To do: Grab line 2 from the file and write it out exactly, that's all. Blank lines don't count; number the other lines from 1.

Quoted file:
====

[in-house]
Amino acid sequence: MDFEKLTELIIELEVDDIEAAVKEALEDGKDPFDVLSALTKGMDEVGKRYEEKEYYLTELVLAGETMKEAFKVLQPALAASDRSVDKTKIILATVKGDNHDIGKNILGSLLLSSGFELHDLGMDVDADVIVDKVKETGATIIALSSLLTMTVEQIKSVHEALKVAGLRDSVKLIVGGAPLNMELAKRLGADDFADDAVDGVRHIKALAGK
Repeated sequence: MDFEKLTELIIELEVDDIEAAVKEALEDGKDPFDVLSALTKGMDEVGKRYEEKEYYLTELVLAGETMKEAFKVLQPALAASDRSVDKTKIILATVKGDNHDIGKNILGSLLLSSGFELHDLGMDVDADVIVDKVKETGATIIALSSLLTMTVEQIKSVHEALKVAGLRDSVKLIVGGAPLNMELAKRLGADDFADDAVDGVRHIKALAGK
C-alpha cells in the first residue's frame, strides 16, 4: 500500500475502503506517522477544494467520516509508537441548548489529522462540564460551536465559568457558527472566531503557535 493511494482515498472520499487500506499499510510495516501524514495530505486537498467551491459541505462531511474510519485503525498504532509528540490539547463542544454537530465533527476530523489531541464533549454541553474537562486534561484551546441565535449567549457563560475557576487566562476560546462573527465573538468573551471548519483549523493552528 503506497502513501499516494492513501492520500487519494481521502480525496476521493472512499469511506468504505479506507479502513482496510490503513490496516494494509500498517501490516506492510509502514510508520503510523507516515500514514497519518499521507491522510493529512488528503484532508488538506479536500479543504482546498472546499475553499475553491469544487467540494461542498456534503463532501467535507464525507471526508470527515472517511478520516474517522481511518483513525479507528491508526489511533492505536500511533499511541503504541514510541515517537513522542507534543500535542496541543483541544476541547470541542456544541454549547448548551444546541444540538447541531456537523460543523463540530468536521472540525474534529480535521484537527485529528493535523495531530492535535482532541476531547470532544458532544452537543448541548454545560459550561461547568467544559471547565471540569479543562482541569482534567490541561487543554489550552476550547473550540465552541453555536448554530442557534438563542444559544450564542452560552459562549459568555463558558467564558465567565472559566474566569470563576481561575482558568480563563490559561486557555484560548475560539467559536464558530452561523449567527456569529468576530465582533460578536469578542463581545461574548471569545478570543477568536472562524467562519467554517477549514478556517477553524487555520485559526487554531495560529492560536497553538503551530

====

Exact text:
Amino acid sequence: MDFEKLTELIIELEVDDIEAAVKEALEDGKDPFDVLSALTKGMDEVGKRYEEKEYYLTELVLAGETMKEAFKVLQPALAASDRSVDKTKIILATVKGDNHDIGKNILGSLLLSSGFELHDLGMDVDADVIVDKVKETGATIIALSSLLTMTVEQIKSVHEALKVAGLRDSVKLIVGGAPLNMELAKRLGADDFADDAVDGVRHIKALAGK